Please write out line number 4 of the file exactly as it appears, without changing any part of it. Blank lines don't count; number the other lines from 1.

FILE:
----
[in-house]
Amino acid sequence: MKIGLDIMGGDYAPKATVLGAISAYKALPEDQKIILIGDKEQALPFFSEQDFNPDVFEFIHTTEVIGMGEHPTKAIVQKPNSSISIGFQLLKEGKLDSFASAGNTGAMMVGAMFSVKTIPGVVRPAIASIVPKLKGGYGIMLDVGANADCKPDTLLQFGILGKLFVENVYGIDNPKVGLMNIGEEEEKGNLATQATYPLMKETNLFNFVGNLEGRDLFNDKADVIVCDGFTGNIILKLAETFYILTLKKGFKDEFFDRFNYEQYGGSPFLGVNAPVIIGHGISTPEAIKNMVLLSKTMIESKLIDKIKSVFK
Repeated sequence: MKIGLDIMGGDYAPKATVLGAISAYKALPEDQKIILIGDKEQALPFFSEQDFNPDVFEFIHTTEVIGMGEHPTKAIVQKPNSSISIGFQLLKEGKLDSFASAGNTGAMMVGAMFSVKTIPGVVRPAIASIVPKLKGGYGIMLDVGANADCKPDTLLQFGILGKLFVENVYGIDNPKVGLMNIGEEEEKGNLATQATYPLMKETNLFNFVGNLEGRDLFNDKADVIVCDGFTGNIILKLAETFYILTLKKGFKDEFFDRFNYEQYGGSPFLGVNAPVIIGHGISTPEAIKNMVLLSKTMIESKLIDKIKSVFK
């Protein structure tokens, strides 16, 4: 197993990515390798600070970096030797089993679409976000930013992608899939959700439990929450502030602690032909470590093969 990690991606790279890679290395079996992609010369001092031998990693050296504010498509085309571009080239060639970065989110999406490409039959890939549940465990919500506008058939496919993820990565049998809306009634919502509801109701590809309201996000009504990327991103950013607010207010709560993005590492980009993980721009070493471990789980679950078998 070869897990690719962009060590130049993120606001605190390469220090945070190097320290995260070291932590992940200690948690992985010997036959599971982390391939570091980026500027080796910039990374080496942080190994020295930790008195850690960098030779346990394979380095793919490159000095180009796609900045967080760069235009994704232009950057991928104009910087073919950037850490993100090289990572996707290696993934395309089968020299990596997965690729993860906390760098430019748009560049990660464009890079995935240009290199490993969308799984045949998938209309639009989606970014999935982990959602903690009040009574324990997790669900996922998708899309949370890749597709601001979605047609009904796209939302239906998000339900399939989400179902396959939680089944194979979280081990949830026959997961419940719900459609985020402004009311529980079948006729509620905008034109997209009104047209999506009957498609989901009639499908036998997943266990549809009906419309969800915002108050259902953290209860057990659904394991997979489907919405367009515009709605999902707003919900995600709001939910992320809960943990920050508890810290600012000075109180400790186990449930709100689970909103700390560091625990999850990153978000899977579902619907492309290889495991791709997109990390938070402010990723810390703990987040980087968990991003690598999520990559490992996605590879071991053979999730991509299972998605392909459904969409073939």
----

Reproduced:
């Protein structure tokens, strides 16, 4: 197993990515390798600070970096030797089993679409976000930013992608899939959700439990929450502030602690032909470590093969 990690991606790279890679290395079996992609010369001092031998990693050296504010498509085309571009080239060639970065989110999406490409039959890939549940465990919500506008058939496919993820990565049998809306009634919502509801109701590809309201996000009504990327991103950013607010207010709560993005590492980009993980721009070493471990789980679950078998 070869897990690719962009060590130049993120606001605190390469220090945070190097320290995260070291932590992940200690948690992985010997036959599971982390391939570091980026500027080796910039990374080496942080190994020295930790008195850690960098030779346990394979380095793919490159000095180009796609900045967080760069235009994704232009950057991928104009910087073919950037850490993100090289990572996707290696993934395309089968020299990596997965690729993860906390760098430019748009560049990660464009890079995935240009290199490993969308799984045949998938209309639009989606970014999935982990959602903690009040009574324990997790669900996922998708899309949370890749597709601001979605047609009904796209939302239906998000339900399939989400179902396959939680089944194979979280081990949830026959997961419940719900459609985020402004009311529980079948006729509620905008034109997209009104047209999506009957498609989901009639499908036998997943266990549809009906419309969800915002108050259902953290209860057990659904394991997979489907919405367009515009709605999902707003919900995600709001939910992320809960943990920050508890810290600012000075109180400790186990449930709100689970909103700390560091625990999850990153978000899977579902619907492309290889495991791709997109990390938070402010990723810390703990987040980087968990991003690598999520990559490992996605590879071991053979999730991509299972998605392909459904969409073939």